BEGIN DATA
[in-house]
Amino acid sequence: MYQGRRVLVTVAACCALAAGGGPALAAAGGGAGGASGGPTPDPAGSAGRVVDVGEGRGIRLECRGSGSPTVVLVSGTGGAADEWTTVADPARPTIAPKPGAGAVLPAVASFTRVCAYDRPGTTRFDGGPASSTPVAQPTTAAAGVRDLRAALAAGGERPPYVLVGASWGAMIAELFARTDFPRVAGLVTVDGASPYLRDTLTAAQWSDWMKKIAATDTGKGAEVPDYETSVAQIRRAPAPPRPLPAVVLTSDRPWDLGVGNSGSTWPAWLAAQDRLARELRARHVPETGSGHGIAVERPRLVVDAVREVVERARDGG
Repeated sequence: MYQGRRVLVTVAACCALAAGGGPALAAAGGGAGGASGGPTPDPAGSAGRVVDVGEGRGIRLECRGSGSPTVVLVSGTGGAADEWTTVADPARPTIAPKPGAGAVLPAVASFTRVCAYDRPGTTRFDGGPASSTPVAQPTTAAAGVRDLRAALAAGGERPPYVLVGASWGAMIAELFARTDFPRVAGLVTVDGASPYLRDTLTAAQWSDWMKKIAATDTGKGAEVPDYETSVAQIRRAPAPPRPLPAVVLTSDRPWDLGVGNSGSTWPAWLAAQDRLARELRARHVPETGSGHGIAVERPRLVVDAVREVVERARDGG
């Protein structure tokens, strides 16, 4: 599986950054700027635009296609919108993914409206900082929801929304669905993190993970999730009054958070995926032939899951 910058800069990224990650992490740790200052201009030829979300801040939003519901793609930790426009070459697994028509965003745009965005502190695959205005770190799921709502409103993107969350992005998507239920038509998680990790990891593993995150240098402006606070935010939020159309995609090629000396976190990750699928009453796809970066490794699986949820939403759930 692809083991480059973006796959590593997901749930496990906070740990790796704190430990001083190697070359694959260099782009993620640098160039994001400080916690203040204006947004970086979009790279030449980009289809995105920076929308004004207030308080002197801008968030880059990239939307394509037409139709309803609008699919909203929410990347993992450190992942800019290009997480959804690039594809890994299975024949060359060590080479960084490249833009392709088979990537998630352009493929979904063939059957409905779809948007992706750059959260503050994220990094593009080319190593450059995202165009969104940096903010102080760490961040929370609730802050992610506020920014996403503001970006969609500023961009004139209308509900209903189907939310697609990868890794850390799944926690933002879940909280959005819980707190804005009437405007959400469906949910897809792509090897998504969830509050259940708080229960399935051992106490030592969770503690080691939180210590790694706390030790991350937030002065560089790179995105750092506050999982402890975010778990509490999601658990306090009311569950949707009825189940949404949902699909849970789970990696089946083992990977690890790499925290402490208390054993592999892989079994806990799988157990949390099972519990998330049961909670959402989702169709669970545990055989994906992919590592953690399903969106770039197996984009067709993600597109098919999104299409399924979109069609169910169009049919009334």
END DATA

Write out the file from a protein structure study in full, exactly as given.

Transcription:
[in-house]
Amino acid sequence: MYQGRRVLVTVAACCALAAGGGPALAAAGGGAGGASGGPTPDPAGSAGRVVDVGEGRGIRLECRGSGSPTVVLVSGTGGAADEWTTVADPARPTIAPKPGAGAVLPAVASFTRVCAYDRPGTTRFDGGPASSTPVAQPTTAAAGVRDLRAALAAGGERPPYVLVGASWGAMIAELFARTDFPRVAGLVTVDGASPYLRDTLTAAQWSDWMKKIAATDTGKGAEVPDYETSVAQIRRAPAPPRPLPAVVLTSDRPWDLGVGNSGSTWPAWLAAQDRLARELRARHVPETGSGHGIAVERPRLVVDAVREVVERARDGG
Repeated sequence: MYQGRRVLVTVAACCALAAGGGPALAAAGGGAGGASGGPTPDPAGSAGRVVDVGEGRGIRLECRGSGSPTVVLVSGTGGAADEWTTVADPARPTIAPKPGAGAVLPAVASFTRVCAYDRPGTTRFDGGPASSTPVAQPTTAAAGVRDLRAALAAGGERPPYVLVGASWGAMIAELFARTDFPRVAGLVTVDGASPYLRDTLTAAQWSDWMKKIAATDTGKGAEVPDYETSVAQIRRAPAPPRPLPAVVLTSDRPWDLGVGNSGSTWPAWLAAQDRLARELRARHVPETGSGHGIAVERPRLVVDAVREVVERARDGG
């Protein structure tokens, strides 16, 4: 599986950054700027635009296609919108993914409206900082929801929304669905993190993970999730009054958070995926032939899951 910058800069990224990650992490740790200052201009030829979300801040939003519901793609930790426009070459697994028509965003745009965005502190695959205005770190799921709502409103993107969350992005998507239920038509998680990790990891593993995150240098402006606070935010939020159309995609090629000396976190990750699928009453796809970066490794699986949820939403759930 692809083991480059973006796959590593997901749930496990906070740990790796704190430990001083190697070359694959260099782009993620640098160039994001400080916690203040204006947004970086979009790279030449980009289809995105920076929308004004207030308080002197801008968030880059990239939307394509037409139709309803609008699919909203929410990347993992450190992942800019290009997480959804690039594809890994299975024949060359060590080479960084490249833009392709088979990537998630352009493929979904063939059957409905779809948007992706750059959260503050994220990094593009080319190593450059995202165009969104940096903010102080760490961040929370609730802050992610506020920014996403503001970006969609500023961009004139209308509900209903189907939310697609990868890794850390799944926690933002879940909280959005819980707190804005009437405007959400469906949910897809792509090897998504969830509050259940708080229960399935051992106490030592969770503690080691939180210590790694706390030790991350937030002065560089790179995105750092506050999982402890975010778990509490999601658990306090009311569950949707009825189940949404949902699909849970789970990696089946083992990977690890790499925290402490208390054993592999892989079994806990799988157990949390099972519990998330049961909670959402989702169709669970545990055989994906992919590592953690399903969106770039197996984009067709993600597109098919999104299409399924979109069609169910169009049919009334």